Avengers: Ultron Revolution S03 E17: “Panther’s Rage”
In the third episode in a row introducing new Avengers, this one brings the Black Panther into the Marvel Animated Universe and the world of Avengers Assemble. But can even the combined forces of the Black Panther and the Avengers stop the menace of Ulysses Klaue? Find out in my review of “Panther’s Rage,” after the jump.
The Black Panther
I met the Black Panther in my very first Avengers comic, issue #106, and he quickly became one of my favorite Avengers. He was returning to the team after time away just as I began my journey with Earth’s mightiest heroes. T’Challa, also known as Luke Charles back in those days, looked to be just a guy in a catsuit, but man oh man, was I wrong.
I soon learned the Panther was also the king of his own technologically advanced nation Wakanda, a natural leader, a stealthy fighter, a scientific genius, a teacher, notably Marvel’s first black superhero, and just darned cool. Early on I learned of his rogues gallery, forgotten foes like Man-Ape, the Lion God, and of course, Klaw. I loved me some T’Challa.
As we open this episode, with King T’Challa addressing the United Nations General Assembly, we feel the echoes from the Marvel Cinematic Universe and especially Captain America: Civil War quite strongly. The sequence is Captain America and Black Panther focused, features an assault by Crossbones and even a mention of Sokovia. Similar yet different, showing how the MAU diverges from the MCU.
Speaking of showing, I disliked how writer Eugene Son (who’s usually on target) used T’Challa’s speech as a telling device to introduce the character and his background. It’s seemed amateurish. I also didn’t like the Black Panther’s animated look with all the Jim Lee DC Comics New 52 striping on it. He appears more a silver tabby than a sleek black cat. And the less said about Crossbones’ Batman ’66 vibe, with his Crossbones-cycle and Crossbones-gun, the better.
Captain America however comes off very well in the opening sequence. He’s heroic, authoritative, even funny. I loved the bits with the selfie-taking bodyguard and Cap mentioning he’d been dead, and “didn’t care for it.” Ironic that, because in the comics, it’s Crossbones who killed Captain America at the close of the comics version of Civil War.
The Black Panther steps in to finish the fight, and takes Cap’s shield, proclaiming that it belongs to him and the people of Wakanda. If one goes by the idea that all vibranium belongs to Wakanda (except for in the Savage Land, I suppose, but obviously not yet known by the MAU Avengers), that logic could work. Where did Howard Stark get the vibranium to make the shield originally? Good question.
Claws and Klaws
Seeking answers, four Avengers – Cap, Iron Man, Thor, and Hawkeye – go to Wakanda, and risking an international incident, sneak under their defenses to see the king. Obviously there are no Sokovia Accords in the MAU. After a clash with the Dora Milaje, the king’s bodyguards, and some Mission: Impossible playtime by Cap, the Avengers get to meet with the Panther.
We learn that the shield, in a weak plot point, is merely bait for the real villain. If this was the case, why couldn’t the Panther have simply asked Cap for the shield? Why go through all this trickery? And the villain is Ulysses Klaue, in his MCU form. Why does it have to be Klaw? As I mentioned, T’Challa does have a number of enemies, why is it always Klaw?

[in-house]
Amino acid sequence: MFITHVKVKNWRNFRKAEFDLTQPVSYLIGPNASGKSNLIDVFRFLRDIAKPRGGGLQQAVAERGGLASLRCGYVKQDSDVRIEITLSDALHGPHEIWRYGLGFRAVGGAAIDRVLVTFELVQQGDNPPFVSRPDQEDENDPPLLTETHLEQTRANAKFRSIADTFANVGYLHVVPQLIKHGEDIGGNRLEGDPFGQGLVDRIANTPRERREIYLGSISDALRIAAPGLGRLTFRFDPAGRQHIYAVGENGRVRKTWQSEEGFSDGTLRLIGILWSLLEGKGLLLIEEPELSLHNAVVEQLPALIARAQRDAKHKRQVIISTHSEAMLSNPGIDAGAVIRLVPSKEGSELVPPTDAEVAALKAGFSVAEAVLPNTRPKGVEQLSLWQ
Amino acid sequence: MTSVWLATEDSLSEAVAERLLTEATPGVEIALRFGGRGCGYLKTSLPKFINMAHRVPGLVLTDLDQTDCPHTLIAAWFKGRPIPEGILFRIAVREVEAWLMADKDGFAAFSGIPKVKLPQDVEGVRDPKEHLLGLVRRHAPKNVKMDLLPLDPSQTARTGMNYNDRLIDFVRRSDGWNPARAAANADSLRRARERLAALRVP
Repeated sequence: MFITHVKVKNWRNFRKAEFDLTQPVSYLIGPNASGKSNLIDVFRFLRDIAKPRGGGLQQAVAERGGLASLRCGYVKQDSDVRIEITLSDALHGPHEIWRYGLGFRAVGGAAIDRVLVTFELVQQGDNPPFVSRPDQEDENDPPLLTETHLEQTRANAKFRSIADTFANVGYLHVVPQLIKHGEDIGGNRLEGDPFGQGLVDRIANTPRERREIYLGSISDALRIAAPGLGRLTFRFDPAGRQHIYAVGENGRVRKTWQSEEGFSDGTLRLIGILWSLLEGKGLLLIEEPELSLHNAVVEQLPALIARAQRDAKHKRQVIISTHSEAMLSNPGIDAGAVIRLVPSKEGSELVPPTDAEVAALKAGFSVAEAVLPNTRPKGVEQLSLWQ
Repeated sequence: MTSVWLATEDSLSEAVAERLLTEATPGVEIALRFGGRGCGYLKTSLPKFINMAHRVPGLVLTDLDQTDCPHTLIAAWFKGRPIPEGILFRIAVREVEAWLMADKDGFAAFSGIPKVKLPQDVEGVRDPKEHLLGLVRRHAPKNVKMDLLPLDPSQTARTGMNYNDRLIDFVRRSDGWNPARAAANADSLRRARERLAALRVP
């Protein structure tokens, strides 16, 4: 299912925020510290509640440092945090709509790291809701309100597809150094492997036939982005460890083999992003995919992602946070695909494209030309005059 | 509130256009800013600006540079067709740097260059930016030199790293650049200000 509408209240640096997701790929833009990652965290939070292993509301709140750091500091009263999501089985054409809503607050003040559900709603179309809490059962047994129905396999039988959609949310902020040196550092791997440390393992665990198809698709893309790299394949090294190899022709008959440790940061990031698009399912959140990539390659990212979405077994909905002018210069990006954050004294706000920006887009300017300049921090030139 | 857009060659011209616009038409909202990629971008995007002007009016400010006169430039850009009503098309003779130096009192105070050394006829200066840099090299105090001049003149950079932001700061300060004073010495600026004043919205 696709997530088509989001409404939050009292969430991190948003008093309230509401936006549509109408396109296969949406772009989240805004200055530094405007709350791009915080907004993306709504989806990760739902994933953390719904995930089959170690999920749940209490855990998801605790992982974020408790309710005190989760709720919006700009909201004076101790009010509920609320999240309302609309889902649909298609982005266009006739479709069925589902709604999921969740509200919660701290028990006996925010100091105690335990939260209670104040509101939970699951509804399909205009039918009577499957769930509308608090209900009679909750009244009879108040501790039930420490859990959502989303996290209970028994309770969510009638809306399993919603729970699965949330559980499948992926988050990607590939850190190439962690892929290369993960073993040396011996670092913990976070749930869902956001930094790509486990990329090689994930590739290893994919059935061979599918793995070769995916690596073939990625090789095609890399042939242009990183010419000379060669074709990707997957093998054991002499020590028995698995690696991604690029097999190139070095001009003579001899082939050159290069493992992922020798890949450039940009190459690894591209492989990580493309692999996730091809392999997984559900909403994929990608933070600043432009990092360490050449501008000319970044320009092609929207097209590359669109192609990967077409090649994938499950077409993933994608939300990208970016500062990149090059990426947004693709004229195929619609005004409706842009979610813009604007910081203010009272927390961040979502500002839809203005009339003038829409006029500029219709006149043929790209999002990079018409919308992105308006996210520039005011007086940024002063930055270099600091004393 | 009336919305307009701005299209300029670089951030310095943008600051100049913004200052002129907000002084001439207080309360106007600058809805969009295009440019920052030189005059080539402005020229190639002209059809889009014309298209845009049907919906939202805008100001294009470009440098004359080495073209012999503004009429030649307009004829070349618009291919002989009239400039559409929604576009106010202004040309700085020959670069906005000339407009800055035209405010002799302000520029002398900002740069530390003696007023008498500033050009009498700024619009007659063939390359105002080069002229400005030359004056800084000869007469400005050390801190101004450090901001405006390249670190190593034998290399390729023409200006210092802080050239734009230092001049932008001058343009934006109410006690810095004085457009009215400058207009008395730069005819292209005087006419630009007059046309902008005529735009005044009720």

Tell and Show
The Avengers and the Black Panther are forced to work together against Klaw. This leads to more telling rather than showing as we learn Cap knew the Panther’s father T’Chaka, and that not only did he and Howard Stark help defend Wakanda from a Hydra invasion, the vibranium in the shield was a gift. Thor does more telling later to reinforce the Panther’s behavior and personality.
It’s not all bad though. We do finally get to see some form of the comics version of Klaw. Of course it’s armor a la Iron Man rather than a sound construct. There’s also the grin on Cap’s face when Iron Man and T’Challa engage in a pissing contest regarding the superiority of Wakandan technology over Stark tech. Priceless.
The Black Panther learns from the Avengers and vice-versa, and Klaw/Klaue is defeated. Everything turns out all right, Captain America even approaches T’Challa with the idea of joining the Avengers. Aneka of the Dora Milaje accompanied them against Klaw and helped as much as anyone, why was she not asked as well? Sexist much, Cap?
As much as I loved seeing the Black Panther and especially with him as a potential Avenger in the future, this was really a subpar episode. Predictable and visually uninspired, I really wanted more from this episode.
Next: Finally, the return of Ant-Man!
Posted on September 27, 2016, in avengers assemble, Glenn Walker, Marvel, television and tagged avengers, Avengers Assemble, avengers: ultron revolution, Black Panther, captain america: civil war, Civil War, crossbones, dora milaje, eugene son, howard stark, Jim Lee, klaw, marvel animated universe, marvel cinematic universe, mission: impossible, vibranium, wakanda. Bookmark the permalink. Leave a comment.